Thousands of the poorest parents across Tower Hamlets are set to get free nursery places or 15 hours of free childcare a week for their two-year-olds.
New welfare rules introduced by the government to help working families mean that up to 2,800 toddlers in the borough are now eligible for free care, it is expected. Tower Hamlets has the highest rate of child poverty in the capital.
East London Lib Dem MEP Sarah Ludford said: “This is a welcome announcement for families in Tower Hamlets. Early education helps promote a child’s physical, emotional and social development.”
Nationally, 130,000 two-year-olds from poor backgrounds, or in care, will benefit from the scheme through a £600m investment. This week, Nick Clegg announced that the number of families eligible for the scheme will be doubled, with the investment increasing to £760m.
“All the evidence shows that if you take two children – two five-year-olds hanging up their coats next to each other on the first day of school – the poorer child will already be behind their better-off classmate before a single lesson has been taught,” Clegg said.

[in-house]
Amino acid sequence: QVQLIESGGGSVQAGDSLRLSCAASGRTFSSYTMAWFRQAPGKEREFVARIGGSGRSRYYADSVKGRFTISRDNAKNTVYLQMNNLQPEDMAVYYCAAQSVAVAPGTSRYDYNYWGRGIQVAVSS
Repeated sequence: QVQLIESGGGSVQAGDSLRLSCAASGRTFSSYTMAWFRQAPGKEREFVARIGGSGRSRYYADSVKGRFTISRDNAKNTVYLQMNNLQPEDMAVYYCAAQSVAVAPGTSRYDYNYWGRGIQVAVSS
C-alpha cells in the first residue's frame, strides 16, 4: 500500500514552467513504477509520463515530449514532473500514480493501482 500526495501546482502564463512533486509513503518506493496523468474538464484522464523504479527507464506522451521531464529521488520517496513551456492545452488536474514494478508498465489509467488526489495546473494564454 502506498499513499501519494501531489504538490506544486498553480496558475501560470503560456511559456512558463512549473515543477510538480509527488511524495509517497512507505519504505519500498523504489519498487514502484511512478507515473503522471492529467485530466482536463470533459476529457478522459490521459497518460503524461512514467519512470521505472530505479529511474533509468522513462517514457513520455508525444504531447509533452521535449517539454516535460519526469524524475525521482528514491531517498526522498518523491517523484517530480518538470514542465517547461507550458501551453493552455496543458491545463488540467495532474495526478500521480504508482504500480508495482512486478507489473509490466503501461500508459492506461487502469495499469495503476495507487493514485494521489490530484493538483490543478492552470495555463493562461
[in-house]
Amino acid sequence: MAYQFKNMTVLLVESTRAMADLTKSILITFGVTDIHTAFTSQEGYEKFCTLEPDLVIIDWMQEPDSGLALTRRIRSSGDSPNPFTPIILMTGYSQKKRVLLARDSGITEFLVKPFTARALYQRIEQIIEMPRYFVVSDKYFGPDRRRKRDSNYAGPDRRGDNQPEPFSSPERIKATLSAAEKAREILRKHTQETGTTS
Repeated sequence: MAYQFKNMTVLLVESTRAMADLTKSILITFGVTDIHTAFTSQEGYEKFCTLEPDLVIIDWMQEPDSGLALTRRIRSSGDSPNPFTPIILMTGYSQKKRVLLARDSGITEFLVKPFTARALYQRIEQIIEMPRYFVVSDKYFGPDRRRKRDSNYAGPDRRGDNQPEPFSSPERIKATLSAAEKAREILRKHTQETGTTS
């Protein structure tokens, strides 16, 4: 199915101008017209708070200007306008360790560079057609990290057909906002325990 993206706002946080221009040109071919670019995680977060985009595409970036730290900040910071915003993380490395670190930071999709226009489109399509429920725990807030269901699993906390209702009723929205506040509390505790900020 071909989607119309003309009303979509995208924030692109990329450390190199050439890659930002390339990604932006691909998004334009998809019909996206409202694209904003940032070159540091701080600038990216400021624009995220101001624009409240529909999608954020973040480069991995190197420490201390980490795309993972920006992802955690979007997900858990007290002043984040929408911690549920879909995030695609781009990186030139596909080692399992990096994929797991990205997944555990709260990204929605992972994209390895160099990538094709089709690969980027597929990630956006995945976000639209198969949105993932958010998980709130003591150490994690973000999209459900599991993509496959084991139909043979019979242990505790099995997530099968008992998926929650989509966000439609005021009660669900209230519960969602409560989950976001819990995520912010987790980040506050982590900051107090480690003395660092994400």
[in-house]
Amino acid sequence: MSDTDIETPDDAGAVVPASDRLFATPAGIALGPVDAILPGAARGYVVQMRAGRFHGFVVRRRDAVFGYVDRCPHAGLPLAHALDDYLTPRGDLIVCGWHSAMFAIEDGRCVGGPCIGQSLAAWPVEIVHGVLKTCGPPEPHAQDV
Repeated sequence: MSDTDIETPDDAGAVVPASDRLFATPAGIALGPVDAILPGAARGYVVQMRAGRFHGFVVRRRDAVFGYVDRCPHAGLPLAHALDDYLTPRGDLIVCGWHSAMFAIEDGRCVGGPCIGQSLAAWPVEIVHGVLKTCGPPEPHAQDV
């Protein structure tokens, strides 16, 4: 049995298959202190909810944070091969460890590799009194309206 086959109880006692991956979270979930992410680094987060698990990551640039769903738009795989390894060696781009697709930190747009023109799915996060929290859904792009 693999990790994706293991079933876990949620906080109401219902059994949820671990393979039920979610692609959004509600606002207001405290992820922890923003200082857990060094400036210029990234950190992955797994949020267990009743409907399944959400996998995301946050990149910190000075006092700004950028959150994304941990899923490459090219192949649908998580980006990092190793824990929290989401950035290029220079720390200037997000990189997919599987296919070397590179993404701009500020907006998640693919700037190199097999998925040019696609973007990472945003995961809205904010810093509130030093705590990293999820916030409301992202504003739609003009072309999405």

“Without this help, children suffer and the whole class suffers as teachers have to focus more of their efforts on children who are frustrated and left behind through no fault of their own.”
However some charities have warned that due to nursery closures, there will not be enough free spaces to meet the demand.
Anand Shukla, head of national charity the Family and Childcare Trust, told the BBC: “We are concerned that the loss of nursery provision in children’s centres is impacting on local authorities’ ability to find sufficient places for the offer.
“Cost savings have driven nursery closures and this approach reduces capacity in the system, which will damage government hopes of meeting its targets for provision of childcare for two-year-olds.”